False Memories Essay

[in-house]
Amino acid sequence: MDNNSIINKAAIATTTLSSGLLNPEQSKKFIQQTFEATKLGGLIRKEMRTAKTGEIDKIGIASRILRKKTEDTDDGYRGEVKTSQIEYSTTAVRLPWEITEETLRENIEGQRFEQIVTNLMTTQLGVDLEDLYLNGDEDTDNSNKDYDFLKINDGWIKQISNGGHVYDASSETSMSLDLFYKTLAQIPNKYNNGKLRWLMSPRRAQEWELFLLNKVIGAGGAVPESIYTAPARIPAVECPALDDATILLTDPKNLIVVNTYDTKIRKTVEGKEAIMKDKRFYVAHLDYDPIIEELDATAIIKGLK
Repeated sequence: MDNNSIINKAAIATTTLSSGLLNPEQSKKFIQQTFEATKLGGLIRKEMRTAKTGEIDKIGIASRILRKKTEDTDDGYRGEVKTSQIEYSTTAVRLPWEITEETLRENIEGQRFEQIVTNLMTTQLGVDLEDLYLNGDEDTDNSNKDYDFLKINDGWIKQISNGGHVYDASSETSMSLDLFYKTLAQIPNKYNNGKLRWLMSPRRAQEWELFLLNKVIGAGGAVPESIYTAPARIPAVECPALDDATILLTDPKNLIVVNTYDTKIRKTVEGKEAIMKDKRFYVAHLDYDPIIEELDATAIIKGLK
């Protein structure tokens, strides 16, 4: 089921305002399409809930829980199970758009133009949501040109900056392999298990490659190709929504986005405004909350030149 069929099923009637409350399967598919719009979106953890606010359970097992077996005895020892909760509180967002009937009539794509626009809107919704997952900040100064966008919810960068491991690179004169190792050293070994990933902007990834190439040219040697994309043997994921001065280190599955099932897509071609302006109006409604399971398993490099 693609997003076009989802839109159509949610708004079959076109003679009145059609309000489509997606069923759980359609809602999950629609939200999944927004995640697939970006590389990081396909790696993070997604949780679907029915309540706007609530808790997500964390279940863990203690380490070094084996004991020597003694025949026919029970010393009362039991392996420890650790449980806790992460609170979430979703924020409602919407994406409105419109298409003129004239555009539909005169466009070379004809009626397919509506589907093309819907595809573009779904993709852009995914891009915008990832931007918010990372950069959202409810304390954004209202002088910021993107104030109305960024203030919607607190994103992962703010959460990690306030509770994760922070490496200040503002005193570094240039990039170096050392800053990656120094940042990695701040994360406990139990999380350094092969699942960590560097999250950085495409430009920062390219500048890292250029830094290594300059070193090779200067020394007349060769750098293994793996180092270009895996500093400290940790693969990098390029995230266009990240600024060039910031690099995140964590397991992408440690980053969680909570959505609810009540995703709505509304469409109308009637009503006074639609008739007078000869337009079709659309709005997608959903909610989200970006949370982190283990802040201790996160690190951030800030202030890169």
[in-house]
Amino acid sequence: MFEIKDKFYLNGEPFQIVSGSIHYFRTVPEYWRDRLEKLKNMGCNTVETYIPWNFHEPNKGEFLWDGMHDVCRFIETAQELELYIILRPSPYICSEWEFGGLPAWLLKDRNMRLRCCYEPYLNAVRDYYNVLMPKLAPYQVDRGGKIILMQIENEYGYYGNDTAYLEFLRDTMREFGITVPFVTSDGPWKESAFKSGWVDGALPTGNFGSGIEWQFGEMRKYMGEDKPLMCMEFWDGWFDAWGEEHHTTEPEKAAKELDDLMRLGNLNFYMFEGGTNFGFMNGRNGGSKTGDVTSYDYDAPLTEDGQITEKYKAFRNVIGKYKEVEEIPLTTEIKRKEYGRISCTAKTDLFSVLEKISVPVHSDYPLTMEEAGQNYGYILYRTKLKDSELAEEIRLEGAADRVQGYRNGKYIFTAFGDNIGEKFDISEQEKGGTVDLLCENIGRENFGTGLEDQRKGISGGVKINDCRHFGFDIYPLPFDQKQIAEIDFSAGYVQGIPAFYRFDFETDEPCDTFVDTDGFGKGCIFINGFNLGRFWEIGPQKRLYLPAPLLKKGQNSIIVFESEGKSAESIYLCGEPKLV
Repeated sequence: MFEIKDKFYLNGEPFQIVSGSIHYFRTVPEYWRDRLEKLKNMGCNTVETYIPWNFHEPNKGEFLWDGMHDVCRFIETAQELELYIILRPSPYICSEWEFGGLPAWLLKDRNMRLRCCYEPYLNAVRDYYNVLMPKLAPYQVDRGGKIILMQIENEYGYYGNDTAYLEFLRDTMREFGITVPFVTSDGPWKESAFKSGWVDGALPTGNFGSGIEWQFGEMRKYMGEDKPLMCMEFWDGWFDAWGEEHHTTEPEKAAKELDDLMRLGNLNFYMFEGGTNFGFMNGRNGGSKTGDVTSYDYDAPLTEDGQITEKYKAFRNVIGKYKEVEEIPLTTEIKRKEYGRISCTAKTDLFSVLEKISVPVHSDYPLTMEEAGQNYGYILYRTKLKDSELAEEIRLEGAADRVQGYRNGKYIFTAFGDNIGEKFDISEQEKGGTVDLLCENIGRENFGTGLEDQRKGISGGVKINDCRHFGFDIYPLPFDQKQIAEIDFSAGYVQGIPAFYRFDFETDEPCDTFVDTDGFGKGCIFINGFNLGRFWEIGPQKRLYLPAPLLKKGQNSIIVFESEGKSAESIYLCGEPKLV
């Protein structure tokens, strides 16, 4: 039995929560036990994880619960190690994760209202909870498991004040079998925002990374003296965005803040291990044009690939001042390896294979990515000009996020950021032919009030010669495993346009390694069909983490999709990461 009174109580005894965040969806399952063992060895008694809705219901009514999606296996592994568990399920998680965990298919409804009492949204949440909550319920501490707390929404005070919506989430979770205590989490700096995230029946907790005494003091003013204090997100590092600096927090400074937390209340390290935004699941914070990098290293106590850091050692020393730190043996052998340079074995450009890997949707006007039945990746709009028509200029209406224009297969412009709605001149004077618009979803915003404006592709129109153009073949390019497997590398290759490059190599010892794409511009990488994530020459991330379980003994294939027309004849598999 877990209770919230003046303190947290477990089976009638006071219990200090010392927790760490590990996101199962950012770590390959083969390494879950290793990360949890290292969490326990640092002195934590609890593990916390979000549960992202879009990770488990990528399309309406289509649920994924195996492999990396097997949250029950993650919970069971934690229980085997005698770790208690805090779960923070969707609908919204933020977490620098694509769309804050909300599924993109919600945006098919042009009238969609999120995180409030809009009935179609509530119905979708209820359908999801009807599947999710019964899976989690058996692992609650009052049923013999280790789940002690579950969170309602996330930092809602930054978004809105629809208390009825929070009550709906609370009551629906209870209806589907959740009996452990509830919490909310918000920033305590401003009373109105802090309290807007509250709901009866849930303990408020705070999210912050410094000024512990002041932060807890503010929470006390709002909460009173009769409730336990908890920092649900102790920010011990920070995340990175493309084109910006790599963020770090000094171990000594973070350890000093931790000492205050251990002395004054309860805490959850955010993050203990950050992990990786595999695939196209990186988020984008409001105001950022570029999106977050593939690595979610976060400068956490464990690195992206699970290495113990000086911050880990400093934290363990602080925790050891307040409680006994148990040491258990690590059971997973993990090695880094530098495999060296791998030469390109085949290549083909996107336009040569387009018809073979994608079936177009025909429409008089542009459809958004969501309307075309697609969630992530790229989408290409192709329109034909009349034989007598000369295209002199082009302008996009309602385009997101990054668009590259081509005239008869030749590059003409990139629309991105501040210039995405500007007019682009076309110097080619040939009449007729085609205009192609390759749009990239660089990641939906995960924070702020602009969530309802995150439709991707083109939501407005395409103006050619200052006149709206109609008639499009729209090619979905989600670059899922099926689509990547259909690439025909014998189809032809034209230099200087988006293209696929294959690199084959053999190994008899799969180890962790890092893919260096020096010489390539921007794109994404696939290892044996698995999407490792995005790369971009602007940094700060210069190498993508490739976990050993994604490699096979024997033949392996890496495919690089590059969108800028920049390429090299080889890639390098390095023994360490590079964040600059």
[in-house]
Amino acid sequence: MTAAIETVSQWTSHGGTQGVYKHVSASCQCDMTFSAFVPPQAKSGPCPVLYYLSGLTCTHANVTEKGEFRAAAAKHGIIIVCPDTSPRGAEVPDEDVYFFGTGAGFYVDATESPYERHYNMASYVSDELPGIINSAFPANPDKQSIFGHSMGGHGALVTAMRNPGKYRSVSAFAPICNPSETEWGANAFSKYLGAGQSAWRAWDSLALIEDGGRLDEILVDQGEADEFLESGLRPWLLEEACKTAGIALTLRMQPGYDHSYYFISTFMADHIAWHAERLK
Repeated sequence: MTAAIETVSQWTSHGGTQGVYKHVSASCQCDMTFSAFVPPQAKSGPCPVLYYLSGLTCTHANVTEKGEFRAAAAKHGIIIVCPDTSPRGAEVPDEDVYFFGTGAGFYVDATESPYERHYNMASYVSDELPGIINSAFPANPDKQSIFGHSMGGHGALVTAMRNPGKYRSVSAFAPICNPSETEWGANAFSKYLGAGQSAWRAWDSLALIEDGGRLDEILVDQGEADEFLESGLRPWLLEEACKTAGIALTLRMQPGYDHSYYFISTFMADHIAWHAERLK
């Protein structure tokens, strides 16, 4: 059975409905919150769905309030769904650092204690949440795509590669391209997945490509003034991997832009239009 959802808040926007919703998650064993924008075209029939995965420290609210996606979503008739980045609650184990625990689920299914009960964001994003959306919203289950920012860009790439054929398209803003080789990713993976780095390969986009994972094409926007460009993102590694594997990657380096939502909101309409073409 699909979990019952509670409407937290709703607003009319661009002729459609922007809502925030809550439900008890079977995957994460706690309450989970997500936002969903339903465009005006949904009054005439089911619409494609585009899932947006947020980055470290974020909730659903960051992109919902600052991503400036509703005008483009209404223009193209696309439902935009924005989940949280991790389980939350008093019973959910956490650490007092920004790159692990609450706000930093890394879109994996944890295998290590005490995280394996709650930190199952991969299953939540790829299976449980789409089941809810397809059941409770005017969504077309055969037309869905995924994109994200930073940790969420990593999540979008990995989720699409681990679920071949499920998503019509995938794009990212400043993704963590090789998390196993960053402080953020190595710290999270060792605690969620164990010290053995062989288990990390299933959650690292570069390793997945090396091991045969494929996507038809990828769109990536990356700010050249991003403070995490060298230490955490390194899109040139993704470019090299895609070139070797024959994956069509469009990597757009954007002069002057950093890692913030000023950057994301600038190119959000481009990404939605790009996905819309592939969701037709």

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False Memory Recall Raenel Jones St. Catherine University Psychology 1001 Professor Dr. Julia Manor Introduction Memory seems to be less secure and reliable than is popularly thought. Bartlett and other social scientists have tested the security of our memory and have accumulated significant results showing the limitations of our memory and the extent to which our abilities of recall often play us up. Bartlett, for instance, discovered that people formed memories in line with their cultural indoctrination and schemas. Following Bartlett's publicized results, researchers have been interested in finding determinants and characteristics of false recall (i.e. reasons for construction of faulty memories). Some researchers posited that backwards associations prompted this false recall, whilst others suggested that it was the lapse of time subsequent to the event that caused these illusionary memories. Either way, the objective of McDermott (1996) was to examine the constructive processes that constituted recall and more specifically to discover how and why false memories were created and, more particularly, whether false memories were generated due to repetitious recollection of event and/ or causation of delay. McDermott (1996), therefore, conducted two experiments to investigate these possibilities. The first introduced a 2-day time delay between the times when subjects were presented with a short list of related words (e.g. thread, pin, eye, sewing) all of which corresponded to non-presented words (such as needle). The aim was to see whether the aspect of delay in comparison to a previous study aggravated false recall when the test immediately succeeded the presentation of list. The second study tested the hypothesis that false recall may be reinforced by multitrial recount of incident where for five consequent days, participants engaged in a study-test

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